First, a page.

Palestinians receive 10 tonnes of letters Israel withheld for 8 years
Palestinian people living in the Israeli-occupied West Bank are set to receive a special delivery of some 10.5 tonnes of letters
and postal packages that the Tel Aviv regime had kept for up to eight years.

"We received tons of Palestinian mail because of the intolerance of the occupation authorities who refused to bring it
through Jordan and as it is stamped for the Palestinian postal destination," Hussein Sawafta, the director general of the
Palestinian post service, told reporters Sunday.

Postal workers in the West Bank city of Jericho sorted through scores of mail sacks that Israeli authorities had finally
allowed to enter the city through the border with Jordan.
The Palestinian ministry of telecommunications posted photos of the letters on its Facebook page, showing large piles of
letter bags in a room as employees worked on them.

Ramadan Ghazawy, a Palestinian postal official, said even after many years of delay, the Israeli side had done a poor job of
classifying the mail.

"After eight years it didn't come categorized as it is supposed to be, with lists and categorized. We got it all mixed."

From toys to wheelchairs

Family photographs and personal letters as well as medicine were among the delayed packages. Other shipments also
included children’s toys to wheelchairs for the disabled.

The letters were kept in Jordan since 2010 because Israel refused to let any sort of direct transfer to the Palestinian
Authority in the West Bank, Palestinian officials said.Any letter or package that is addressed for the West Bank and Gaza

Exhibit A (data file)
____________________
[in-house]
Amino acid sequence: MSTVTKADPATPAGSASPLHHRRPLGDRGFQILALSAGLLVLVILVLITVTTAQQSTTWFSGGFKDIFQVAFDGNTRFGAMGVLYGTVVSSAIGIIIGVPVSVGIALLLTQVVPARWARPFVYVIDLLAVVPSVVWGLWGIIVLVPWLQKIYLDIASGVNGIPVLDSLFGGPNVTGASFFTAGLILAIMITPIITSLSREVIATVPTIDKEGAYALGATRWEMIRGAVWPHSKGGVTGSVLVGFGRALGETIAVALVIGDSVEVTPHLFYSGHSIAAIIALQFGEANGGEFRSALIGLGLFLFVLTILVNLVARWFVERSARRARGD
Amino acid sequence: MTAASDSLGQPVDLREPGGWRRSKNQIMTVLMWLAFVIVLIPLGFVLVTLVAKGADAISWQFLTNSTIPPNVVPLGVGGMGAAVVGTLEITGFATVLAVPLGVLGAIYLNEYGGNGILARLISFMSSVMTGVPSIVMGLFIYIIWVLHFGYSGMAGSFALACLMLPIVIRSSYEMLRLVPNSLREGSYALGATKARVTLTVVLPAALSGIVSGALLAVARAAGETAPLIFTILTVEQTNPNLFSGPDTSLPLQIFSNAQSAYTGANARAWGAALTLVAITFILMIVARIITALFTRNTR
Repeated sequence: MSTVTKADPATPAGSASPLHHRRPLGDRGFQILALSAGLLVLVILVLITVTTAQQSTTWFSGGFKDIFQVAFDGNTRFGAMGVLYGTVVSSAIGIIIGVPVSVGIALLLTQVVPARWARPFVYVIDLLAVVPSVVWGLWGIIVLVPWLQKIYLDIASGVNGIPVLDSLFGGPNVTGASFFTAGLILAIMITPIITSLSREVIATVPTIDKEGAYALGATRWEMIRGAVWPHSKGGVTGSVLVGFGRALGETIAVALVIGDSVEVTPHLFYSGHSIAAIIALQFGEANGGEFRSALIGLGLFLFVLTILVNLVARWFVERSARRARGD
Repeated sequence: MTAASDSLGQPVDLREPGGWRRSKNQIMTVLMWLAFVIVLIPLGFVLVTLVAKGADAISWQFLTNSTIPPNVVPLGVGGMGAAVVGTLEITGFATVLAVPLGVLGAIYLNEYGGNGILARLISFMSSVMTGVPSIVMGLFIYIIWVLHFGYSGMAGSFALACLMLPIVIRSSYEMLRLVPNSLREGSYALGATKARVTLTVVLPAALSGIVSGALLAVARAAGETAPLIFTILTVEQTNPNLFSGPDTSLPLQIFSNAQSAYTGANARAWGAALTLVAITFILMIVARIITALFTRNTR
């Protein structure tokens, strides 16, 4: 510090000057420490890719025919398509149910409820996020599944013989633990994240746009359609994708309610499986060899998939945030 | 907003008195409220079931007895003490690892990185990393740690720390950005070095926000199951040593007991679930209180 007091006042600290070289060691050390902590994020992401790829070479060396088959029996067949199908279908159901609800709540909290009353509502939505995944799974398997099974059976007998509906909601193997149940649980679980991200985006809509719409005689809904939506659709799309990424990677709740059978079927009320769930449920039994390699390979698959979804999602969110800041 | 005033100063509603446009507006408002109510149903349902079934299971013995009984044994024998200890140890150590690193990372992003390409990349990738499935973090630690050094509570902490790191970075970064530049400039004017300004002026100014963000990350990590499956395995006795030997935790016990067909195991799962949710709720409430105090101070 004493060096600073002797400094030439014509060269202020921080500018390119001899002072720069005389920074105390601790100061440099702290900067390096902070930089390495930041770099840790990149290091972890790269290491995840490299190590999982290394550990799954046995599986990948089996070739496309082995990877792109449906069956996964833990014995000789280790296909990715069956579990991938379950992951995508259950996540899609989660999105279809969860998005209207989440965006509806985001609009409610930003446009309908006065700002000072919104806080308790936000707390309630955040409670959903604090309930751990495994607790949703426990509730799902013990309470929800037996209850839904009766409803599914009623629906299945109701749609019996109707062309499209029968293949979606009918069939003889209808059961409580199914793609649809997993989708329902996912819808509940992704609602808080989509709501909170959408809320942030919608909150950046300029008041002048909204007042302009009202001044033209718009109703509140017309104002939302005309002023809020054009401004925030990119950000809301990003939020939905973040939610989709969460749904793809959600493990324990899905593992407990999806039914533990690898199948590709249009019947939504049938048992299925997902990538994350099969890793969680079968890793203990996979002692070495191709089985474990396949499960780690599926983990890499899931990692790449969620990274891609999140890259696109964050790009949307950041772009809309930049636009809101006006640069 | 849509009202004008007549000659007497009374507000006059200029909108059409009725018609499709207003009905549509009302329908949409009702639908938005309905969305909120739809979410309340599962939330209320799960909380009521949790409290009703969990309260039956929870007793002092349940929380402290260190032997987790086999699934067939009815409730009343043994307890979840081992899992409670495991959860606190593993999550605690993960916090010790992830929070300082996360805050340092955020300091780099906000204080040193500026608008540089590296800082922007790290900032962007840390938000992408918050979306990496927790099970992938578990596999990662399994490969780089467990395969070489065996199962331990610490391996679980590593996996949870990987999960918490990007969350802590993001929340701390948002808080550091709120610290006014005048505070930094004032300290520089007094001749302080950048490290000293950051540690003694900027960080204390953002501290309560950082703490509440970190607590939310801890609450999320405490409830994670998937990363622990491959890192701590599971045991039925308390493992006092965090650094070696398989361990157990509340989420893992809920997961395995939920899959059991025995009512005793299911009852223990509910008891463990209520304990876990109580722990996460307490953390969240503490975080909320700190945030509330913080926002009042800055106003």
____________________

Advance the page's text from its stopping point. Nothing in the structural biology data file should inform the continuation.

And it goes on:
Strip, undergoes Israeli security inspection first.

Israeli authorities claimed that this was not going to happen in future as moves were under way to implement a 2016
agreement that allows direct international mail flow to the West Bank.

However, Palestinian telecommunications minister Allam Mousa said Israel was delaying the agreement’s implementation
and still blocked mail directly through Jordan, and therefore violating international resolutions.

"A team was formed from across the city (Jericho) to deliver (the mail) to the people as soon as possible," said Sawafta.

Delivery problems

Ghazawy said delivering the mails was going to be difficult and even impossible in some cases due to the damage the boxes
and the envelopes had sustained over these years, while the addresses on others had worn off.

"There are toys for kids. Maybe they were one year old when those gifts were sent. Now they are eight," Ghazawy said.